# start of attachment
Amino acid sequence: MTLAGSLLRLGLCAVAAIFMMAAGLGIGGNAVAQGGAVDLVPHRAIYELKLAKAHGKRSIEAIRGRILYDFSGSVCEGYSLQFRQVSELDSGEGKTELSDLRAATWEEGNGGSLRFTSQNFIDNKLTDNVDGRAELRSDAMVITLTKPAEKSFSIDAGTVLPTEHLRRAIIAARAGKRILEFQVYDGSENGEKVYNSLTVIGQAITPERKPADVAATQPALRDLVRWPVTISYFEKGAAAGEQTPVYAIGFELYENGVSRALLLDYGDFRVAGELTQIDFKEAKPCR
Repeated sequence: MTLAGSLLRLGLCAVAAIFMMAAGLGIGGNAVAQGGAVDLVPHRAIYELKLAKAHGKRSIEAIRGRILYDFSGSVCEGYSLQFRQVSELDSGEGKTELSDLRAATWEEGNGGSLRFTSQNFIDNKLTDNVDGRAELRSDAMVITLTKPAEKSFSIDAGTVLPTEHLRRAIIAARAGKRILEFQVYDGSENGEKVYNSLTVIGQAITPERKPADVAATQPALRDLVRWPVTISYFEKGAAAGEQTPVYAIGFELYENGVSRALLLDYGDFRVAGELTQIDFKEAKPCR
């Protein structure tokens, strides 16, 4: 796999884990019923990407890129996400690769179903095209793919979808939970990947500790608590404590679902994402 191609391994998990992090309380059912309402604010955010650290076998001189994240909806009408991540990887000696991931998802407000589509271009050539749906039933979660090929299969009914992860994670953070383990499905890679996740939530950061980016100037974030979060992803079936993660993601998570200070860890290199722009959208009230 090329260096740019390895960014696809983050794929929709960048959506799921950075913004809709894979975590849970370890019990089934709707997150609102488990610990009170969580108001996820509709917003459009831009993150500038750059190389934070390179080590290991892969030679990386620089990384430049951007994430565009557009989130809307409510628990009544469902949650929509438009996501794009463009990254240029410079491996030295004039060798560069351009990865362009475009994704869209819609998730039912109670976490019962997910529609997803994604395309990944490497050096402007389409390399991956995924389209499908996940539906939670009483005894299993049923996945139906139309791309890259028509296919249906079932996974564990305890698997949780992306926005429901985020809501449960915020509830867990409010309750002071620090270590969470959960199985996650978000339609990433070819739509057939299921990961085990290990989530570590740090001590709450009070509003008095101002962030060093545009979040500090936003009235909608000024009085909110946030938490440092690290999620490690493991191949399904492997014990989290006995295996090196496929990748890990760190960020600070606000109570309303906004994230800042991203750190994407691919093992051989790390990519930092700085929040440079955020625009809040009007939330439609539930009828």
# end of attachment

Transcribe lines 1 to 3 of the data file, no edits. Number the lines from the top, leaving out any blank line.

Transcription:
Amino acid sequence: MTLAGSLLRLGLCAVAAIFMMAAGLGIGGNAVAQGGAVDLVPHRAIYELKLAKAHGKRSIEAIRGRILYDFSGSVCEGYSLQFRQVSELDSGEGKTELSDLRAATWEEGNGGSLRFTSQNFIDNKLTDNVDGRAELRSDAMVITLTKPAEKSFSIDAGTVLPTEHLRRAIIAARAGKRILEFQVYDGSENGEKVYNSLTVIGQAITPERKPADVAATQPALRDLVRWPVTISYFEKGAAAGEQTPVYAIGFELYENGVSRALLLDYGDFRVAGELTQIDFKEAKPCR
Repeated sequence: MTLAGSLLRLGLCAVAAIFMMAAGLGIGGNAVAQGGAVDLVPHRAIYELKLAKAHGKRSIEAIRGRILYDFSGSVCEGYSLQFRQVSELDSGEGKTELSDLRAATWEEGNGGSLRFTSQNFIDNKLTDNVDGRAELRSDAMVITLTKPAEKSFSIDAGTVLPTEHLRRAIIAARAGKRILEFQVYDGSENGEKVYNSLTVIGQAITPERKPADVAATQPALRDLVRWPVTISYFEKGAAAGEQTPVYAIGFELYENGVSRALLLDYGDFRVAGELTQIDFKEAKPCR
């Protein structure tokens, strides 16, 4: 796999884990019923990407890129996400690769179903095209793919979808939970990947500790608590404590679902994402 191609391994998990992090309380059912309402604010955010650290076998001189994240909806009408991540990887000696991931998802407000589509271009050539749906039933979660090929299969009914992860994670953070383990499905890679996740939530950061980016100037974030979060992803079936993660993601998570200070860890290199722009959208009230 090329260096740019390895960014696809983050794929929709960048959506799921950075913004809709894979975590849970370890019990089934709707997150609102488990610990009170969580108001996820509709917003459009831009993150500038750059190389934070390179080590290991892969030679990386620089990384430049951007994430565009557009989130809307409510628990009544469902949650929509438009996501794009463009990254240029410079491996030295004039060798560069351009990865362009475009994704869209819609998730039912109670976490019962997910529609997803994604395309990944490497050096402007389409390399991956995924389209499908996940539906939670009483005894299993049923996945139906139309791309890259028509296919249906079932996974564990305890698997949780992306926005429901985020809501449960915020509830867990409010309750002071620090270590969470959960199985996650978000339609990433070819739509057939299921990961085990290990989530570590740090001590709450009070509003008095101002962030060093545009979040500090936003009235909608000024009085909110946030938490440092690290999620490690493991191949399904492997014990989290006995295996090196496929990748890990760190960020600070606000109570309303906004994230800042991203750190994407691919093992051989790390990519930092700085929040440079955020625009809040009007939330439609539930009828």